Overwhelming support for SA as it is voted into the UN Security Council

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Colleta Dewa in Johannesburg

South Africa has been elected to join the United Nations Security Council as a non-permanent member for the term 2019-2020 after 183 out of 190 states voted in its favour.

The candidature of South Africa was proposed by the regional body, SADC, and was endorsed by the African Union (AU).

South Africa, however, needed the approval of two-thirds of the 193-member UN General Assembly to become a council member.

Speaking following the election, President Cyril Ramaphosa said the nation will use the opportunity to foster peace and stability around the world.

“South Africa’s tenure will be guided by our commitment to resolve regional, global and international conflicts and promote inclusive growth as part of the effort to ensure a better Africa in a better world. We are committed to addressing the root causes of conflict, including inequality and underdevelopment, and promoting inclusive political dialogue.

“South Africa remains deeply concerned about the emergence of unilateralism and its attendant threat to the international rules-based system. South Africa reaffirms the centrality of the United Nations Charter and the primacy of the United Nations Security Council on issues of international peace and security,” said President Ramaphosa.

He also expressed gratitude over the UN’s decision to honour the late liberation icon, Nelson Mandela, adding that South Africa will use the opportunity to advance the cause of the African people.

“This election comes after a unanimous resolution by members of the United Nations to convene a Global Peace Summit in honour of President Mandela to be held in September 2018.

“South Africa will use its membership of the United Nations Security Council in 2019 and 2020 to advance the interests of Africa, particularly the priorities of the African Union Agenda 2063,” he added.

Minister of International Relations and Cooperation Lindiwe Sisulu said the country’s tenure in the Security Council will focus on promoting and maintaining international peace.

“South Africa will use its tenure in the Security Council to promote the maintenance of international peace and security through advocating for the peaceful settlement of disputes and inclusive dialogue. We will continue to enhance close cooperation between the UN Security Council and other regional and sub-regional organisations.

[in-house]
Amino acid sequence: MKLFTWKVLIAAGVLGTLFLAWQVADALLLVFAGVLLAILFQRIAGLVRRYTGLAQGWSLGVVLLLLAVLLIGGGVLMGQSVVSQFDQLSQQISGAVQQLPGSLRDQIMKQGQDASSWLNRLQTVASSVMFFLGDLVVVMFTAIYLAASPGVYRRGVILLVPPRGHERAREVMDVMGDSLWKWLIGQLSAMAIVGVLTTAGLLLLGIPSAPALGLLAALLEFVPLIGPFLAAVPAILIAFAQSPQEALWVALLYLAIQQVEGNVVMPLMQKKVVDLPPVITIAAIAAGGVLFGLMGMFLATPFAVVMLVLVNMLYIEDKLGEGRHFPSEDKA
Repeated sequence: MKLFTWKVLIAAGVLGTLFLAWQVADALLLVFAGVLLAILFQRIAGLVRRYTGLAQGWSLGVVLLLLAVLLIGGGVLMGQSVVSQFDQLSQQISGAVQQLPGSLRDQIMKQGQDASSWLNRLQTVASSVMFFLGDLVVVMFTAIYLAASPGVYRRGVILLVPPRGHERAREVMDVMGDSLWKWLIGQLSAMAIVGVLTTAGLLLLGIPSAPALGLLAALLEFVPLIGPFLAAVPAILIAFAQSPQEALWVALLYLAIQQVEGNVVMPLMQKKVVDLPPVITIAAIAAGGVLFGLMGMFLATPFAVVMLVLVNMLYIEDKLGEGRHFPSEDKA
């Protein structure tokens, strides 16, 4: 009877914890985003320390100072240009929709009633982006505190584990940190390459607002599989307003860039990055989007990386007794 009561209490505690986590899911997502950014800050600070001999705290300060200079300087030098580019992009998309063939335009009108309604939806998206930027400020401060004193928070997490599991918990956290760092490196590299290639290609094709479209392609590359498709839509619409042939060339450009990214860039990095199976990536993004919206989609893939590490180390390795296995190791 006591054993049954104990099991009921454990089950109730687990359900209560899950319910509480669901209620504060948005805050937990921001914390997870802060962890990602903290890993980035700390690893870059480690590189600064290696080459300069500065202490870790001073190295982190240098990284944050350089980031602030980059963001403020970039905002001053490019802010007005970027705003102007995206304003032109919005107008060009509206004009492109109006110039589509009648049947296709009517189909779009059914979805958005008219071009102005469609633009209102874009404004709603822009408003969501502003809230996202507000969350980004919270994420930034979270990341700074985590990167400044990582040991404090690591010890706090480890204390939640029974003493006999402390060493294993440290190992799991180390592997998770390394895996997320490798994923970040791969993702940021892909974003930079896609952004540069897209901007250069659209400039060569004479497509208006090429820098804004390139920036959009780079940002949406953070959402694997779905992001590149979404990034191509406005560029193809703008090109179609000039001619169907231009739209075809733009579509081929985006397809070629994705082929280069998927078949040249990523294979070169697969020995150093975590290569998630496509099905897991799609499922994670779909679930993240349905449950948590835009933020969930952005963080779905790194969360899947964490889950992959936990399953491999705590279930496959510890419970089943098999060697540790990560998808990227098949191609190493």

“During our two previous tenures, we advocated for closer cooperation between the UN Security Council and the African Union Security Council (AUPC), which culminated in the adoption of the landmark resolution in 2012 on strengthening cooperation between these two bodies,” said Sisulu.

This is the third time that South Africa is serving in the Security Council. It previously served in 2007-2008 and 2011-2012.

South Africa’s ruling ANC welcomed the development saying it was a positive sign that the country did well during its previous tenures in the council. 

“The African National Congress welcomes the third election of South Africa as a non-permanent member of the UN Security Council. This is a victory for peace and an opportunity to address the root causes of conflict. This further ensures that inequality and underdevelopment are addressed as well as allow for the promotion of inclusive political dialogue.

“The ANC appreciates and acknowledges the role played by the 183 of the 190 states who voted for South Africa. The ANC-led government will utilise its membership to advance interests of Africa, particularly, the priorities of the African Union Agenda 2063,” said the party in a statement.

The country’s main opposition party the Democratic Alliance welcomed the election but added that the nation should use the opportunity to cleanse its tainted image.

 “This is a positive step towards Africa’s representation on the global stage. South Africa now, once again, has an opportunity to reaffirm our status as a leader in Africa. Our government’s voting on the council must reflect our commitment to human rights and repair the damage of the Zuma-administration. Our previous stint on the council damaged South Africa’s image internationally due to our questionable voting patterns,” said Stevens Mokgalapa, DA’s Shadow Minister of International Relations and Cooperation.

In an interview with The Southern Times, political analysts, Dr Isaac Samukheliso, said South Africa is faced with a huge responsibility to foster the cause of the continent especially conflict ridden states.

“This comes with a huge responsibility. Africa now looks up to South Africa to at least do the extraordinary to end conflict on the continent. South Africa needs to be bold but obviously its powers as a non-permanent member are very limited. "Being elected for the third time really is a good sign that the country is influential and has got the ability to mediate during conflict. The election is really something worth celebrating,” he said.

The UN General Assembly elected Belgium, the Dominican Republic, Germany, Indonesia and SA as non-permanent members on the Security Council for two years, starting in January 2019.

The Security Council is mainly tasked with maintaining international peace and security.

The United States, Britain, China, France and Russia are its five permanent members.

 

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